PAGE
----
Maine Lobster

Maine is in the middle of heated lawsuits over federal regulation changes that could cripple the lobster industry to protect Right Whales. The new regulation would require changes in lobstering equipment and close over 950 square miles of fishing grounds depending on when the whales are thought to be moving through the area. The regulations are based on climate research that shows changes in the Gulf Stream have pushed right whales to feeding grounds further north and increased mortality rates.

New Jersey Striper

New Jersey recently adopted new rules for crabbing and striped bass. Anglers are now required to use non-offset circle hooks to catch striped bass in all New Jersey waters. This regulation was implemented to increase the survival rate and reduce the stress of striped bass that are caught and released.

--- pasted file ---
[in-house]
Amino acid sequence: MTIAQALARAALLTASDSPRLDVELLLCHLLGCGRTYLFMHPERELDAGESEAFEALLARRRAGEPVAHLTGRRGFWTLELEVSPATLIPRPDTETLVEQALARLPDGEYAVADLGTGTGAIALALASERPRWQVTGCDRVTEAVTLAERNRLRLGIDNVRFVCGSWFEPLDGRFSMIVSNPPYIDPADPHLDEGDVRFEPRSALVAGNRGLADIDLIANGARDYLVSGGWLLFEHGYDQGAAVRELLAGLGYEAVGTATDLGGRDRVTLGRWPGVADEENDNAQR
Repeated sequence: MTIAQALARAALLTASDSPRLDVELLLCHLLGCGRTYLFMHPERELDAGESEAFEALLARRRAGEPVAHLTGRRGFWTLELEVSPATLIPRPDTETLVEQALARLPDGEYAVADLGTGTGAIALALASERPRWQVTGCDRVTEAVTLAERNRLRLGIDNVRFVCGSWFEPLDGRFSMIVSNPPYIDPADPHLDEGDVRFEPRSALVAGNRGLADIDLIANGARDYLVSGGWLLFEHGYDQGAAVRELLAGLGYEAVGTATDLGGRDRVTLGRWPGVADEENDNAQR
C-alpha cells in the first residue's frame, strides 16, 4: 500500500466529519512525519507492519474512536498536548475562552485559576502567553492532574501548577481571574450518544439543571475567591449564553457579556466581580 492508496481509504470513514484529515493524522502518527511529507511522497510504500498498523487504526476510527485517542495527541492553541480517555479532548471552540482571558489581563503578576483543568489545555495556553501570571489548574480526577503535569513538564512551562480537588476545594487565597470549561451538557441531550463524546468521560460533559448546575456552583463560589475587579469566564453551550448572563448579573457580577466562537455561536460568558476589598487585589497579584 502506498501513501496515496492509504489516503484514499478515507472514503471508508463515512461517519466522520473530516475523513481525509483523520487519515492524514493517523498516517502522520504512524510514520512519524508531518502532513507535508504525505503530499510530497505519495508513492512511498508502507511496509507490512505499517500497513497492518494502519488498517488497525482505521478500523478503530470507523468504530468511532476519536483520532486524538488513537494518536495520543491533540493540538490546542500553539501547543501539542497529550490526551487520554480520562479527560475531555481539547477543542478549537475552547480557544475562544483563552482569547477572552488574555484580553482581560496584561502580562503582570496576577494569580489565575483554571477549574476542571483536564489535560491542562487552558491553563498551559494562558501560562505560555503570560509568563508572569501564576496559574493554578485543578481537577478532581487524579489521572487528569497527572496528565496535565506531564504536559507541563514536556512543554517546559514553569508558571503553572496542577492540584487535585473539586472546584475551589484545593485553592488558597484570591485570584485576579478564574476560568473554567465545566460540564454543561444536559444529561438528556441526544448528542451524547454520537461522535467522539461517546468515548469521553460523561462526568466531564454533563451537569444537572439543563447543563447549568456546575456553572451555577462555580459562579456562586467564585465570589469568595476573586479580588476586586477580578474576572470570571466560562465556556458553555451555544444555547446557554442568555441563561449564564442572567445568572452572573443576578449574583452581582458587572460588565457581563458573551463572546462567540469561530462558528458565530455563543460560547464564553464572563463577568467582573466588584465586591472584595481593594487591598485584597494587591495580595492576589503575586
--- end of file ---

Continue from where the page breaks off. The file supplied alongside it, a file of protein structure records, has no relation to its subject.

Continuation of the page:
New Jersey Striper

California Rockfish

The California Department of Fish and Wildlife released new bag limits for rockfish which previously were managed under a mixed take 10 fish bag limit. The vermillion rockfish daily bag limit was reduced from five to four fish per day. Quillback and copper rockfish both have a new bag limit restricting take to one fish per day. The new and modified rockfish regulation changes are in response to a significant increase in catch rates and a steep population decline.

Missouri Paddlefish

New paddlefish regulations were implemented in Missouri increasing the minimum length harvest requirement from 24” to 32” inches and adding 15 days to the end of the season. The increase in minimum length was put in place to allow female paddlefish to reach sexual maturity and help the population become more stable. The 15 days added to the end of the season are aimed to reduce the number of netted paddlefish that die due to warm waters earlier in the season.